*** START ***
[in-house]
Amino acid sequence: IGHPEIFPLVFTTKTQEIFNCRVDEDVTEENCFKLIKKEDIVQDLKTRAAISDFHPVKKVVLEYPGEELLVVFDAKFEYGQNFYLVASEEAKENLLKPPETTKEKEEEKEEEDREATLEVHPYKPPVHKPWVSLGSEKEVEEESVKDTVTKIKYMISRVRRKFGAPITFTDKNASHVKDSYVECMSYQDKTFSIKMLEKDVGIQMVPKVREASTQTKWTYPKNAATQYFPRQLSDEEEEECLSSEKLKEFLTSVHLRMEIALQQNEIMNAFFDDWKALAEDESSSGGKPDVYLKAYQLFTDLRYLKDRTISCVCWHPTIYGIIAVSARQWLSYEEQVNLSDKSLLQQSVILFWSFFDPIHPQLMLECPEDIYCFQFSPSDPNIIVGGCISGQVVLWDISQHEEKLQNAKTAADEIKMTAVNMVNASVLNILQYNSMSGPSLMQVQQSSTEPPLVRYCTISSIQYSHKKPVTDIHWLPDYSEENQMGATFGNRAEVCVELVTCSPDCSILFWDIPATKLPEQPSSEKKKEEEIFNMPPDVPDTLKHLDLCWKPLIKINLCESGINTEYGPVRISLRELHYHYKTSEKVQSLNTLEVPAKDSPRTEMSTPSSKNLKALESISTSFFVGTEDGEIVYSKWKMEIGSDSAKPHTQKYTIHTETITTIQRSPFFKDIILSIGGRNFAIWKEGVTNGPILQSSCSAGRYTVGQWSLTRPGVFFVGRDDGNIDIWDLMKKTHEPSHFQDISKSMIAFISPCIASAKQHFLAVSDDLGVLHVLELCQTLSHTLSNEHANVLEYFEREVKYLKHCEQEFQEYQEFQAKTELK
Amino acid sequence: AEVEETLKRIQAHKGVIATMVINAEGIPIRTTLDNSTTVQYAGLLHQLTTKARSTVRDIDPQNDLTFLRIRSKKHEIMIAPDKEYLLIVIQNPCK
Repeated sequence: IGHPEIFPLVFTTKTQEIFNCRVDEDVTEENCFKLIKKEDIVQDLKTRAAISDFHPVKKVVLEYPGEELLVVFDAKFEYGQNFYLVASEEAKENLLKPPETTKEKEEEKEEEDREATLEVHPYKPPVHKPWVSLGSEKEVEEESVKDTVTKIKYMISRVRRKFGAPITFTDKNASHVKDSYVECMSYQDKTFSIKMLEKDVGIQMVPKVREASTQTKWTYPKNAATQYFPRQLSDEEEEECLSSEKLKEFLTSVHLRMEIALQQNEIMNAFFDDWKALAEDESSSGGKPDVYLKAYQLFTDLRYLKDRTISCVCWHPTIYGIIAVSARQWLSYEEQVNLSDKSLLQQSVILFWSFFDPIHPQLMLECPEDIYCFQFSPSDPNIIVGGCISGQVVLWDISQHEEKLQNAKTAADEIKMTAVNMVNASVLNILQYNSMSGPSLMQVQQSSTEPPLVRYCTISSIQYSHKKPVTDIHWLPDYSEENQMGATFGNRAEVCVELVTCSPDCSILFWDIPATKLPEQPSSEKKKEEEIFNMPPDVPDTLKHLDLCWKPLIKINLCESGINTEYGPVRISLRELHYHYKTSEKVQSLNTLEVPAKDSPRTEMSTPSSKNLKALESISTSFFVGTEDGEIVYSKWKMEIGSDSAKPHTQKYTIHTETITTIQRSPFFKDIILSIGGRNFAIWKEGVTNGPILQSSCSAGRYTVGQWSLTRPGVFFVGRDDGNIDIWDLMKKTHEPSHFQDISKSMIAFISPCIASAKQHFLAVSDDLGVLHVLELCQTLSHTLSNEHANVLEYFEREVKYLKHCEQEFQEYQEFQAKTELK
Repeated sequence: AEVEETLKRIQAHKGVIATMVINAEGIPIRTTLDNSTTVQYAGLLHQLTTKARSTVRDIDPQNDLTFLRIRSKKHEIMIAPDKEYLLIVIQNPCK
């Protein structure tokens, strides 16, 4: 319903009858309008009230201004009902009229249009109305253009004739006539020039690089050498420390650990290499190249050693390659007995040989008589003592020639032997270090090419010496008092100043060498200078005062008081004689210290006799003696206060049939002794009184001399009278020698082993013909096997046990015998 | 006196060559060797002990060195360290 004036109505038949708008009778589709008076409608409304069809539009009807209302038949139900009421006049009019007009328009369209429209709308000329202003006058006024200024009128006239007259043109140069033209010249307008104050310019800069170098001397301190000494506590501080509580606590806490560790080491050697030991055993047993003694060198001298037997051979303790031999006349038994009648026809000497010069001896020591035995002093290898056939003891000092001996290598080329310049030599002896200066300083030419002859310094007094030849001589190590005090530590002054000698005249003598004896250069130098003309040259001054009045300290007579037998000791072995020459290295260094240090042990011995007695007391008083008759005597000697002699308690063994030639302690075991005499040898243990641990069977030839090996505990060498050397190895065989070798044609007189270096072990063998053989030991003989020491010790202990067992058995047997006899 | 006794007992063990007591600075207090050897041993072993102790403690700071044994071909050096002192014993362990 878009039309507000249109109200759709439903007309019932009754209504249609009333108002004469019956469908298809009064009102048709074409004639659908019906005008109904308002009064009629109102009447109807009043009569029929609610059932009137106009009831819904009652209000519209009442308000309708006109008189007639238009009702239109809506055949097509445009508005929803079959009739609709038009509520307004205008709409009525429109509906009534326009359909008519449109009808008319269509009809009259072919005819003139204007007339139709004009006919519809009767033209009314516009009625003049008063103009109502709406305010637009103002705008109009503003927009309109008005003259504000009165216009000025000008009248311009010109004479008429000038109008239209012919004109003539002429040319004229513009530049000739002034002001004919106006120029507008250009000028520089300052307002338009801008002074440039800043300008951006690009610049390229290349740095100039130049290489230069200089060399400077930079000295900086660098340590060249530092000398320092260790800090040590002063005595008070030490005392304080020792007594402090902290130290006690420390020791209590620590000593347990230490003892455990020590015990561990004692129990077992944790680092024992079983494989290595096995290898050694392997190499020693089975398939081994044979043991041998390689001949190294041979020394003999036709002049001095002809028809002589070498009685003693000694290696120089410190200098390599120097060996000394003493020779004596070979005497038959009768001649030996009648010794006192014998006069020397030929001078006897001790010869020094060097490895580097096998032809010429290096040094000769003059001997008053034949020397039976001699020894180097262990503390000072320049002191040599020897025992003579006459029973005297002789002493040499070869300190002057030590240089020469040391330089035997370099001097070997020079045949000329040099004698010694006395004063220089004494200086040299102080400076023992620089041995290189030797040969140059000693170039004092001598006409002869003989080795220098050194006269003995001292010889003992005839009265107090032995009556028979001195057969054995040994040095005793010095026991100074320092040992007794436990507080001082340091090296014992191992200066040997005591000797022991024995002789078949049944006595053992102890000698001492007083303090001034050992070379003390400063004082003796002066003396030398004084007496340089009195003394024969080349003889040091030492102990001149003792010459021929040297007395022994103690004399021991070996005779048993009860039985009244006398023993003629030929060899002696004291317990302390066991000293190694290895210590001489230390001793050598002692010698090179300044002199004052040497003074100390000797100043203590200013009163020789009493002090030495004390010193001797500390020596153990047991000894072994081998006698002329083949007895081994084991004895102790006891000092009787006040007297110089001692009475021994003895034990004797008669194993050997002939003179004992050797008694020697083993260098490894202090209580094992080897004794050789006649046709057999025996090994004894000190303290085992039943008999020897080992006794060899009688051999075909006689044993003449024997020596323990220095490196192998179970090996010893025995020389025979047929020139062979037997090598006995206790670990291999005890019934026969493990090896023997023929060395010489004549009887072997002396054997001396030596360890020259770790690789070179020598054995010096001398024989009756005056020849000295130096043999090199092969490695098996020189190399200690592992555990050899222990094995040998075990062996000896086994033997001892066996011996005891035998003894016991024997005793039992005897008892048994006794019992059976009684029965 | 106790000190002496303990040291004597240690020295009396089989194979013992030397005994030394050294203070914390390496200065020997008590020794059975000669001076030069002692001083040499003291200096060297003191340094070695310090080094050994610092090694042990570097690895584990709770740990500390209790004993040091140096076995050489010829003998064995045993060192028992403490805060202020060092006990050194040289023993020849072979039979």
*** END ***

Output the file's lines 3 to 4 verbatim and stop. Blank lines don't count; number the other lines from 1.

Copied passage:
Amino acid sequence: AEVEETLKRIQAHKGVIATMVINAEGIPIRTTLDNSTTVQYAGLLHQLTTKARSTVRDIDPQNDLTFLRIRSKKHEIMIAPDKEYLLIVIQNPCK
Repeated sequence: IGHPEIFPLVFTTKTQEIFNCRVDEDVTEENCFKLIKKEDIVQDLKTRAAISDFHPVKKVVLEYPGEELLVVFDAKFEYGQNFYLVASEEAKENLLKPPETTKEKEEEKEEEDREATLEVHPYKPPVHKPWVSLGSEKEVEEESVKDTVTKIKYMISRVRRKFGAPITFTDKNASHVKDSYVECMSYQDKTFSIKMLEKDVGIQMVPKVREASTQTKWTYPKNAATQYFPRQLSDEEEEECLSSEKLKEFLTSVHLRMEIALQQNEIMNAFFDDWKALAEDESSSGGKPDVYLKAYQLFTDLRYLKDRTISCVCWHPTIYGIIAVSARQWLSYEEQVNLSDKSLLQQSVILFWSFFDPIHPQLMLECPEDIYCFQFSPSDPNIIVGGCISGQVVLWDISQHEEKLQNAKTAADEIKMTAVNMVNASVLNILQYNSMSGPSLMQVQQSSTEPPLVRYCTISSIQYSHKKPVTDIHWLPDYSEENQMGATFGNRAEVCVELVTCSPDCSILFWDIPATKLPEQPSSEKKKEEEIFNMPPDVPDTLKHLDLCWKPLIKINLCESGINTEYGPVRISLRELHYHYKTSEKVQSLNTLEVPAKDSPRTEMSTPSSKNLKALESISTSFFVGTEDGEIVYSKWKMEIGSDSAKPHTQKYTIHTETITTIQRSPFFKDIILSIGGRNFAIWKEGVTNGPILQSSCSAGRYTVGQWSLTRPGVFFVGRDDGNIDIWDLMKKTHEPSHFQDISKSMIAFISPCIASAKQHFLAVSDDLGVLHVLELCQTLSHTLSNEHANVLEYFEREVKYLKHCEQEFQEYQEFQAKTELK